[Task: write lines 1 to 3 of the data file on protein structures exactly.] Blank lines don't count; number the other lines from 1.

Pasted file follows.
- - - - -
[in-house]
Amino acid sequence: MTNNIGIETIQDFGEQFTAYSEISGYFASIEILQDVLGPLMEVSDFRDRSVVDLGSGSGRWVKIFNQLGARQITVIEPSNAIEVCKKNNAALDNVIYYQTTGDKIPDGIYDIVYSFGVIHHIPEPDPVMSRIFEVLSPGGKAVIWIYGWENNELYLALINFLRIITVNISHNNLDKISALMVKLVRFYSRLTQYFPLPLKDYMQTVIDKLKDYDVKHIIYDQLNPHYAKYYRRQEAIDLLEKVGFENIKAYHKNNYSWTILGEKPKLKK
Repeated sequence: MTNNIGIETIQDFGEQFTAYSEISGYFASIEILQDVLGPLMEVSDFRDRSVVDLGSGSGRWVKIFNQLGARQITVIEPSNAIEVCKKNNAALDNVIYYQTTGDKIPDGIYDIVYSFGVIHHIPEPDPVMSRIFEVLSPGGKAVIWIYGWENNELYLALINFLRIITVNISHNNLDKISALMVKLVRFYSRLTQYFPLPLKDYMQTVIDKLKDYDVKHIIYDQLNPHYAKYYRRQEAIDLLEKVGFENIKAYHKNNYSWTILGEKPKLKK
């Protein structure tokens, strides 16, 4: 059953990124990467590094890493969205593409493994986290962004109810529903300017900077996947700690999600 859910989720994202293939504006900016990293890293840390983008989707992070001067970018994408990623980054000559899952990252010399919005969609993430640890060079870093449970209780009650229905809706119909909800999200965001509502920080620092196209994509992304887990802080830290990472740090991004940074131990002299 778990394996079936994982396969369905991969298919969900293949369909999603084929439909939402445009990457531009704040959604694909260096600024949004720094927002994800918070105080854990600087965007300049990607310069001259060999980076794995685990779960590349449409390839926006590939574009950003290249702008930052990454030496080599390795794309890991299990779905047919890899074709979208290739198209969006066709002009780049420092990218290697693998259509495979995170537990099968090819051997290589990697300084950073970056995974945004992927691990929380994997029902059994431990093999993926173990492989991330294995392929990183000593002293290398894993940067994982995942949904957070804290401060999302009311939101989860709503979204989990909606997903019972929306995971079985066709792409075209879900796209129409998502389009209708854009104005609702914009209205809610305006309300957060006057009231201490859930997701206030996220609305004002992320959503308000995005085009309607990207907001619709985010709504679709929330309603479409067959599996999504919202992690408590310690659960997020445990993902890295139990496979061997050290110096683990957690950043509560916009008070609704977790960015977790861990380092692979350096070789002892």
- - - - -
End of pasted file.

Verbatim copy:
[in-house]
Amino acid sequence: MTNNIGIETIQDFGEQFTAYSEISGYFASIEILQDVLGPLMEVSDFRDRSVVDLGSGSGRWVKIFNQLGARQITVIEPSNAIEVCKKNNAALDNVIYYQTTGDKIPDGIYDIVYSFGVIHHIPEPDPVMSRIFEVLSPGGKAVIWIYGWENNELYLALINFLRIITVNISHNNLDKISALMVKLVRFYSRLTQYFPLPLKDYMQTVIDKLKDYDVKHIIYDQLNPHYAKYYRRQEAIDLLEKVGFENIKAYHKNNYSWTILGEKPKLKK
Repeated sequence: MTNNIGIETIQDFGEQFTAYSEISGYFASIEILQDVLGPLMEVSDFRDRSVVDLGSGSGRWVKIFNQLGARQITVIEPSNAIEVCKKNNAALDNVIYYQTTGDKIPDGIYDIVYSFGVIHHIPEPDPVMSRIFEVLSPGGKAVIWIYGWENNELYLALINFLRIITVNISHNNLDKISALMVKLVRFYSRLTQYFPLPLKDYMQTVIDKLKDYDVKHIIYDQLNPHYAKYYRRQEAIDLLEKVGFENIKAYHKNNYSWTILGEKPKLKK